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Loki, the Disney+ TV series which brings back Tom Hiddleston‘s god of mischief, is probably coming our way early next year. And while we all have a pretty good idea what to expect – Loki back on his bullshit – specific details remain locked away. But showrunner Michael Waldron has some hot goss he’s ready to spill on what’s in store. Specifically: how the sometimes villain/sometimes hero Loki will deal with his ever-changing identity.
The timeline of Loki as a character is a little wonky at the moment. He was killed off in Avengers: Infinity War, but he got a second lease on life in Endgame because the Loki from the past was able to snatch the Tesseract and boogie on out of there to safety. But here’s the thing: the Loki who escaped, and, presumably, the Loki we’re going to see on Loki is the Loki from the first Avengers. Which means all the character growth that happened over the course of all the movies that came after Avengers is…gone? I guess? If that’s true, Loki is still in full-blown bad guy mode, isn’t he?
Nonetheless, the Loki show is going to have the character grappling with himself. During an interview with Forever Dogs Podcast via CBM, Loki showrunner Michael Waldron offered some words of what we can expect from Loki as a character:
“I think it’s the struggle with identity, who you are, who you want to be. I’m really drawn to characters who are fighting for control. Certainly you see that with Loki over the first 10 years of movies, he’s out of control at pivotal parts of his life, he was adopted and everything and that manifest itself through anger and spite towards his family.”
My guess is that as the show goes on, the villainous Loki will slowly turn back into a somewhat more heroic Loki. He’ll grow as the show progresses, and by the time the series ends, he’ll be somewhat similar to the guy we saw in Thor: Ragnarok. And then it’ll be time for Thor: Love and Thunder. Or I’m completely wrong! We’ll see!
There’s no release date yet, but the show is expected to arrive early 2021. In addition to Hiddleston, the cast includes Richard E. Grant, Gugu Mbatha-Raw, Owen Wilson oh, wow, and Sophia Di Martino.Source: Slashfilm.com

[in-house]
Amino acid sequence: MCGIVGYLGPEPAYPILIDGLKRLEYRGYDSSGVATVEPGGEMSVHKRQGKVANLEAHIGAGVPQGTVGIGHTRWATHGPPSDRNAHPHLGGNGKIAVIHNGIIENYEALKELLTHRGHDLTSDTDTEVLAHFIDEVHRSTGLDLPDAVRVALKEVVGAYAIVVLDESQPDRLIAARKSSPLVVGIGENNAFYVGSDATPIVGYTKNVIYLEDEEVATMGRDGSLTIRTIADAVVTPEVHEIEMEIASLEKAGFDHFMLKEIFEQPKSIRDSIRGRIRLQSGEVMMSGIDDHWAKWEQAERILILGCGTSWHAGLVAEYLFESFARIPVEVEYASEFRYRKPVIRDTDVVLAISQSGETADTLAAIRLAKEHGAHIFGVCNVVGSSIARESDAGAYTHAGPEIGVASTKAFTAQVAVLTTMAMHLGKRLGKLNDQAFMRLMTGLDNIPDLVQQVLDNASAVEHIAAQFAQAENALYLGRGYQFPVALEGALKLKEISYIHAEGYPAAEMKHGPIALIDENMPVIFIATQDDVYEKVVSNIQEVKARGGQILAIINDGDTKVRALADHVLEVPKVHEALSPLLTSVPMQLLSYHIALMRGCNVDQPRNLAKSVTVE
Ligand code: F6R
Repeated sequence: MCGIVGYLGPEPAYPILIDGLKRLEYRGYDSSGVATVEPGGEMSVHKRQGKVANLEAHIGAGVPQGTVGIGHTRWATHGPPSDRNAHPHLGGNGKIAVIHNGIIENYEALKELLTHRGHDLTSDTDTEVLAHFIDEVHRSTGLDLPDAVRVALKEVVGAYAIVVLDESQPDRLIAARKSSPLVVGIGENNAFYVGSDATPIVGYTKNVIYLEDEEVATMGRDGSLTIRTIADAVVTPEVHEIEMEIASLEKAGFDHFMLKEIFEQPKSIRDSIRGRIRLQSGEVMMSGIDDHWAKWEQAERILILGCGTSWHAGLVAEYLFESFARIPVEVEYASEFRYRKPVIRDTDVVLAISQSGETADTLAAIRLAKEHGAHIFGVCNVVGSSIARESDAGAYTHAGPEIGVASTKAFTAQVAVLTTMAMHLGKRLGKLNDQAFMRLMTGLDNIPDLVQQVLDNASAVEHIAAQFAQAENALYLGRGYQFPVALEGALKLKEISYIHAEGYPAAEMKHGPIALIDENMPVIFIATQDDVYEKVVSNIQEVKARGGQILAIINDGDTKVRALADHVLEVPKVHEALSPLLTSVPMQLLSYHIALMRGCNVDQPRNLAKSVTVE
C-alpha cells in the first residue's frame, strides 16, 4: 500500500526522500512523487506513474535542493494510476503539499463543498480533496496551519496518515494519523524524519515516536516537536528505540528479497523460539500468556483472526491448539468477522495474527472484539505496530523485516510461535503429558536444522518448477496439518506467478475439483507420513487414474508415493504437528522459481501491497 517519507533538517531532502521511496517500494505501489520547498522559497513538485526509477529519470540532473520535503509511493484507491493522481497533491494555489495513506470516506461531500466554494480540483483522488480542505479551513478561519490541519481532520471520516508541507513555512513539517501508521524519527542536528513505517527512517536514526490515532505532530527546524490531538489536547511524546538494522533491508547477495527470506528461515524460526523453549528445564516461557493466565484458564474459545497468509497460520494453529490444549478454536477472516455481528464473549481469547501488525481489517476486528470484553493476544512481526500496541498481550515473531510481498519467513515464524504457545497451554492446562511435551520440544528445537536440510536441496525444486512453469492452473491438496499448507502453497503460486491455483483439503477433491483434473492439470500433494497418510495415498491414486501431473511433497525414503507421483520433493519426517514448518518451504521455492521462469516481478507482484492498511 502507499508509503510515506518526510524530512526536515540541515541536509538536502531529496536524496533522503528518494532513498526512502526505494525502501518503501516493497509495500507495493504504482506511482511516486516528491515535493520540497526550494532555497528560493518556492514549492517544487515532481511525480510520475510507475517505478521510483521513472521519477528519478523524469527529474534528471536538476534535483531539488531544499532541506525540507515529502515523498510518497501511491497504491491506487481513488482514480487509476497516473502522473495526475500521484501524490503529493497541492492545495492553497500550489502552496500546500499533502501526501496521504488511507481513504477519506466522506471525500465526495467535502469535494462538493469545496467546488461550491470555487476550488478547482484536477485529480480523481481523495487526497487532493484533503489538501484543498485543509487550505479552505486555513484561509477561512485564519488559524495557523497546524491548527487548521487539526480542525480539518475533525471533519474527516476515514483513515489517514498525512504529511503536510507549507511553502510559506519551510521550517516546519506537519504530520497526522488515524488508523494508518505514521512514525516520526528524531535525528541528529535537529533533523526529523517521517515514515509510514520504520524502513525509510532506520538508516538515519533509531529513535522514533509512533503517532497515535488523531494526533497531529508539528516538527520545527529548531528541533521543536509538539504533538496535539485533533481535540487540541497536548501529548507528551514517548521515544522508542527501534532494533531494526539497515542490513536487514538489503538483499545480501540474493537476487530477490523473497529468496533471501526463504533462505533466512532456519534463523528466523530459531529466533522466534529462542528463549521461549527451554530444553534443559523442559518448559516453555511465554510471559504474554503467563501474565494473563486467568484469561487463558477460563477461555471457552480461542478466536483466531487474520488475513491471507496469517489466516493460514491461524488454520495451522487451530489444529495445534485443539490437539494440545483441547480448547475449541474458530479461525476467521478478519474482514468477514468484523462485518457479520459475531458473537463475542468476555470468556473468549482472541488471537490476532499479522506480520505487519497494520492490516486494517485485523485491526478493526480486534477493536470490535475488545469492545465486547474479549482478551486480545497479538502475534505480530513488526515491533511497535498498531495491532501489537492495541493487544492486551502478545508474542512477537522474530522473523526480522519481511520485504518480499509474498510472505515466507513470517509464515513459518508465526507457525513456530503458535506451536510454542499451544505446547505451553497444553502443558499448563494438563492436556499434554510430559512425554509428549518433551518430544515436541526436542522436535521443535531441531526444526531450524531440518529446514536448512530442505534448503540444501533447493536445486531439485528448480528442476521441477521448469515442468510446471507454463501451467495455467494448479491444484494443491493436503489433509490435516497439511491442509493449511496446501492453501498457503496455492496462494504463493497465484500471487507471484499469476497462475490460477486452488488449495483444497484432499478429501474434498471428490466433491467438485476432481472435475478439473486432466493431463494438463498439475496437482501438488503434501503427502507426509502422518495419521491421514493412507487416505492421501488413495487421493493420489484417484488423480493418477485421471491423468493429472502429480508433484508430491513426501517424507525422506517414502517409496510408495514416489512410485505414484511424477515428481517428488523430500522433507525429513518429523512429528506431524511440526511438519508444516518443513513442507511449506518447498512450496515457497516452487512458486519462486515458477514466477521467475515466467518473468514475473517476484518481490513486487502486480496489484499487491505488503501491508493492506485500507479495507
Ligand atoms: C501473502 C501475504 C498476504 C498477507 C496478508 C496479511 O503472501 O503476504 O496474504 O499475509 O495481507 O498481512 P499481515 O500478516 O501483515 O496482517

Last Updated: March 26th
In the world established by Joss Whedon's famously canceled Firefly television series which is sadly no longer available on Netflix, the word “shiny” shares a connotation with the word “cool.” So the co-opted adjective is all too perfect for assessing the 15 best sci-fi shows on Netflix streaming right now.
Anything ascribed to the genre of science fiction typically includes elements like imagined futures, advanced technologies, and life on faraway planets whose constellations are unrecognizable to our own, but not everything there is straight sci-fi. Nevertheless, here are the “shiniest” shows that are must watch viewings on Netflix.
Related: The Best Sci-Fi Movies On Netflix Right NowNetflix Sense8
2 seasons, 22 episodes + 1 Christmas special | IMDb: 8.3/10
The Wachowskis' Sense8 is about a group of people around the world who are suddenly linked mentally. Like Cloud Atlas, the disparate stories about love and relationships weave in and out of each other. For all its sci-fi flourishes, however, Sense8 is about big, sloppy profound love, and as unwieldy as the series can often be, there's at least one moment in every episode so powerful that viewers can't help but to feel moved by the affection the characters feel for one another. It is sometimes cheesy, and occasionally illogical, but it is also one of the most diverse, multi-cultural, romantic, life-affirming sci-fi series ever. It may require some patience from viewers, but for idealists and romantics, it's a truly special series.Netflix Altered Carbon
2 seasons, 20 episodes | IMDb: 8.1/10
Based on the 2002 science fiction novel by Richard K. Morgan, Altered Carbon mixes a few great, new ideas with a lot of derivative ones and delivers a series that alternates between frustrating and brilliant. The show is set in a future where everyone's consciences have been downloaded into stacks, which can be transferred into different “sleeves,” or bodies. Theoretically, a person can live forever, unless his or her stack is destroyed; however, in practice, only the wealthy can afford to buy the necessary sleeves to live indefinitely. In this world, Joel Kinnaman stars as Takeshi Kovacs, a former U.N. elite soldier who returns in a different sleeve to work as a private investigator hired by a wealthy man to solve the murder of his own sleeve. The premise itself is fascinating, but the show gets bogged down in world-building before it can establish its characters. There are also a few fascinating wrinkles clones, backed-up consciences, Blade Runner-like androids, but it's a show that, for better or worse, requires viewers' close attention. Unfortunately, the characters themselves are often not worth the attention required. It's a better show on paper than onscreen, but there are...